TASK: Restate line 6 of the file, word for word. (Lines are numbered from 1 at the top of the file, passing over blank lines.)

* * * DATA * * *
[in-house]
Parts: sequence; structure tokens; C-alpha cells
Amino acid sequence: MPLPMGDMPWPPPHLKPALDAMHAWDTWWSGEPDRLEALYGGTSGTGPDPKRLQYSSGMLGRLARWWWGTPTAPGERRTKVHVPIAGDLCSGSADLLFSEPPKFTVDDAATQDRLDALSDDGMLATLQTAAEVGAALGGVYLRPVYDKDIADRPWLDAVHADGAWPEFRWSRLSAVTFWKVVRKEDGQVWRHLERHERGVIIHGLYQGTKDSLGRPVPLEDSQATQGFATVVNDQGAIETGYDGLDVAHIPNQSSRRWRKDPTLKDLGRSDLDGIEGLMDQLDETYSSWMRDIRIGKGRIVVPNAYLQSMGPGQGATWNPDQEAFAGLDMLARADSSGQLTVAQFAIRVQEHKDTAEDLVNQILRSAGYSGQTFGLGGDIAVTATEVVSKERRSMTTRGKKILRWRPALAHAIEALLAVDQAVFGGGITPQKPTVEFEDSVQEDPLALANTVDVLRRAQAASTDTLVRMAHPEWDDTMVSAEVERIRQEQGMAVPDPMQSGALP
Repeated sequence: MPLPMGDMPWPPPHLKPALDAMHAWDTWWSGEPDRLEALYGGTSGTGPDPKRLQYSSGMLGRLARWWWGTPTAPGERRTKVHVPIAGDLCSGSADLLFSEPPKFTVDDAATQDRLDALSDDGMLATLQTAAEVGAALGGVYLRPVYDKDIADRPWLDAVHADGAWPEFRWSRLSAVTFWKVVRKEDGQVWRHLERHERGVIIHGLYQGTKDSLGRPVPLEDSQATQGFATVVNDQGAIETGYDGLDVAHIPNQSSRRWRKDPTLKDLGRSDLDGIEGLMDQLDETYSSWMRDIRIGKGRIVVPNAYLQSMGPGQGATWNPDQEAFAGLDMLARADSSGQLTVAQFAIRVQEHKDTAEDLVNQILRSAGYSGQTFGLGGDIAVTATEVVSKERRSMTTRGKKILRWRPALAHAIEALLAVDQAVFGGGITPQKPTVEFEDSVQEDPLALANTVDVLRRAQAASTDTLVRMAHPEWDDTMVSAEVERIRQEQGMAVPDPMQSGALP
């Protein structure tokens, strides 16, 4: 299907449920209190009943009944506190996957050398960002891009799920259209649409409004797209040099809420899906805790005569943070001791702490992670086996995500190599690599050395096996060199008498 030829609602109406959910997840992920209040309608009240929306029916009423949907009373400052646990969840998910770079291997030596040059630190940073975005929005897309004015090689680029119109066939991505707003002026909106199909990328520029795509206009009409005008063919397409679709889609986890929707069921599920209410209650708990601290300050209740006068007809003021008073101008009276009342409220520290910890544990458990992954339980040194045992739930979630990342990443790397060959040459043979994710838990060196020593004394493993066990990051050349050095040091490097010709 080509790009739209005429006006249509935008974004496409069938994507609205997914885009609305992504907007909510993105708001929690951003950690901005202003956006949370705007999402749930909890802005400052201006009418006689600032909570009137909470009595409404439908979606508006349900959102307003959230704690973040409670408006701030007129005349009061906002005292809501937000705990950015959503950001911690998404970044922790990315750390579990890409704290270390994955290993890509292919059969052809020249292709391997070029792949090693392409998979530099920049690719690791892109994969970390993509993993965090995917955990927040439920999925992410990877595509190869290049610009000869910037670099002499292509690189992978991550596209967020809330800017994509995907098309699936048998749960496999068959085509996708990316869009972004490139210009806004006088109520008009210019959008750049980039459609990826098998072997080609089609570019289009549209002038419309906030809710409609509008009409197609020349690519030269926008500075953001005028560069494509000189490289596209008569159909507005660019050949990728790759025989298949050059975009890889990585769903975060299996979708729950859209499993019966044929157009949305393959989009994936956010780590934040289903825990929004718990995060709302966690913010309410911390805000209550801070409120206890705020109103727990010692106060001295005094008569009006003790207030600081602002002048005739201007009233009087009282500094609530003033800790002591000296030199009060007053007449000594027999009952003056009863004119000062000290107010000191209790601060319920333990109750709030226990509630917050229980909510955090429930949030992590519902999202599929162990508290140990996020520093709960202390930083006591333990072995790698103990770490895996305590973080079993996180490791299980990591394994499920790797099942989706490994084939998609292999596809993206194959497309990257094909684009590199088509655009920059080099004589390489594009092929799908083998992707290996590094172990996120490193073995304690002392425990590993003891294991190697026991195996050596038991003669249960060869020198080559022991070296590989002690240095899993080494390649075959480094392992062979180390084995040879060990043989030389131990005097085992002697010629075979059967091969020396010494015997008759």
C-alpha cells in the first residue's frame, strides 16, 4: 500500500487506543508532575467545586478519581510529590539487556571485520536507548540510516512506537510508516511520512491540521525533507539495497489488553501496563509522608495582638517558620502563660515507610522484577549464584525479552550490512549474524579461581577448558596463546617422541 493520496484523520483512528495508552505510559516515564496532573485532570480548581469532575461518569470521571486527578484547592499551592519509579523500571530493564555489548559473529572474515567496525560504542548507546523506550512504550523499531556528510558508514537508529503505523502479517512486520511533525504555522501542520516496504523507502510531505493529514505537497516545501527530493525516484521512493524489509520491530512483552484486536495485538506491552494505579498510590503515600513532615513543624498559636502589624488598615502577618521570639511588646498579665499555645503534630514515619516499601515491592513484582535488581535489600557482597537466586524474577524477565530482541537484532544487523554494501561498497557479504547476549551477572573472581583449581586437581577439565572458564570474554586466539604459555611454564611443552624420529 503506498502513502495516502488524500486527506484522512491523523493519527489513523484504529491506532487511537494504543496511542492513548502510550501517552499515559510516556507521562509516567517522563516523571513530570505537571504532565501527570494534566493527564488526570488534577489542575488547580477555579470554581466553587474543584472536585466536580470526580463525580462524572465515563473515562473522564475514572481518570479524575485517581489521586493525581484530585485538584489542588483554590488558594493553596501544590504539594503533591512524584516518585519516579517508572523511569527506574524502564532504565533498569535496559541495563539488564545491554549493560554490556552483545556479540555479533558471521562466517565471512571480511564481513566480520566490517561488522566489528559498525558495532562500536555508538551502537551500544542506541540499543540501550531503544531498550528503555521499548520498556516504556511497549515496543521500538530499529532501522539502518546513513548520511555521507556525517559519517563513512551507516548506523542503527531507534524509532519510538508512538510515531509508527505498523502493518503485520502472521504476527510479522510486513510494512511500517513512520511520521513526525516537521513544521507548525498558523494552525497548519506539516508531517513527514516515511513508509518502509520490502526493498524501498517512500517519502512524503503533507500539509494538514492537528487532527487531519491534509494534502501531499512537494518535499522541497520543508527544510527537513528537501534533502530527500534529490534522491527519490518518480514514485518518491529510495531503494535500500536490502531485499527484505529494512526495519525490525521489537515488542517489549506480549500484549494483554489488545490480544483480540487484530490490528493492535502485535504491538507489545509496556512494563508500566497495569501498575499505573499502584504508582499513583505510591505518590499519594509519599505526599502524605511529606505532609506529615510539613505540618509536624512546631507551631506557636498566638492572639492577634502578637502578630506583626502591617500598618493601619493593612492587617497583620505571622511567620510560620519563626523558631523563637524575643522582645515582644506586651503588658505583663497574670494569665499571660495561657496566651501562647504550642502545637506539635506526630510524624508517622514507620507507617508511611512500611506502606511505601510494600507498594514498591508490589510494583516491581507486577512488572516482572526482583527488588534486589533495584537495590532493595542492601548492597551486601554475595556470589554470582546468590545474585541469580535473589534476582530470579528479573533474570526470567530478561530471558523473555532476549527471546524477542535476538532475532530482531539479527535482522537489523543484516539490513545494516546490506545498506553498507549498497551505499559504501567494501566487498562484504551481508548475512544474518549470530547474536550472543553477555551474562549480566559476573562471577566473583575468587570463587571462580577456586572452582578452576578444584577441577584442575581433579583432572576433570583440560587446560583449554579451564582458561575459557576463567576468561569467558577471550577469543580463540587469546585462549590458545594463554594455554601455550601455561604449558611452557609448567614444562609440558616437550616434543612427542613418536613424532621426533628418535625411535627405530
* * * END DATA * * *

C-alpha cells in the first residue's frame, strides 16, 4: 500500500487506543508532575467545586478519581510529590539487556571485520536507548540510516512506537510508516511520512491540521525533507539495497489488553501496563509522608495582638517558620502563660515507610522484577549464584525479552550490512549474524579461581577448558596463546617422541 493520496484523520483512528495508552505510559516515564496532573485532570480548581469532575461518569470521571486527578484547592499551592519509579523500571530493564555489548559473529572474515567496525560504542548507546523506550512504550523499531556528510558508514537508529503505523502479517512486520511533525504555522501542520516496504523507502510531505493529514505537497516545501527530493525516484521512493524489509520491530512483552484486536495485538506491552494505579498510590503515600513532615513543624498559636502589624488598615502577618521570639511588646498579665499555645503534630514515619516499601515491592513484582535488581535489600557482597537466586524474577524477565530482541537484532544487523554494501561498497557479504547476549551477572573472581583449581586437581577439565572458564570474554586466539604459555611454564611443552624420529 503506498502513502495516502488524500486527506484522512491523523493519527489513523484504529491506532487511537494504543496511542492513548502510550501517552499515559510516556507521562509516567517522563516523571513530570505537571504532565501527570494534566493527564488526570488534577489542575488547580477555579470554581466553587474543584472536585466536580470526580463525580462524572465515563473515562473522564475514572481518570479524575485517581489521586493525581484530585485538584489542588483554590488558594493553596501544590504539594503533591512524584516518585519516579517508572523511569527506574524502564532504565533498569535496559541495563539488564545491554549493560554490556552483545556479540555479533558471521562466517565471512571480511564481513566480520566490517561488522566489528559498525558495532562500536555508538551502537551500544542506541540499543540501550531503544531498550528503555521499548520498556516504556511497549515496543521500538530499529532501522539502518546513513548520511555521507556525517559519517563513512551507516548506523542503527531507534524509532519510538508512538510515531509508527505498523502493518503485520502472521504476527510479522510486513510494512511500517513512520511520521513526525516537521513544521507548525498558523494552525497548519506539516508531517513527514516515511513508509518502509520490502526493498524501498517512500517519502512524503503533507500539509494538514492537528487532527487531519491534509494534502501531499512537494518535499522541497520543508527544510527537513528537501534533502530527500534529490534522491527519490518518480514514485518518491529510495531503494535500500536490502531485499527484505529494512526495519525490525521489537515488542517489549506480549500484549494483554489488545490480544483480540487484530490490528493492535502485535504491538507489545509496556512494563508500566497495569501498575499505573499502584504508582499513583505510591505518590499519594509519599505526599502524605511529606505532609506529615510539613505540618509536624512546631507551631506557636498566638492572639492577634502578637502578630506583626502591617500598618493601619493593612492587617497583620505571622511567620510560620519563626523558631523563637524575643522582645515582644506586651503588658505583663497574670494569665499571660495561657496566651501562647504550642502545637506539635506526630510524624508517622514507620507507617508511611512500611506502606511505601510494600507498594514498591508490589510494583516491581507486577512488572516482572526482583527488588534486589533495584537495590532493595542492601548492597551486601554475595556470589554470582546468590545474585541469580535473589534476582530470579528479573533474570526470567530478561530471558523473555532476549527471546524477542535476538532475532530482531539479527535482522537489523543484516539490513545494516546490506545498506553498507549498497551505499559504501567494501566487498562484504551481508548475512544474518549470530547474536550472543553477555551474562549480566559476573562471577566473583575468587570463587571462580577456586572452582578452576578444584577441577584442575581433579583432572576433570583440560587446560583449554579451564582458561575459557576463567576468561569467558577471550577469543580463540587469546585462549590458545594463554594455554601455550601455561604449558611452557609448567614444562609440558616437550616434543612427542613418536613424532621426533628418535625411535627405530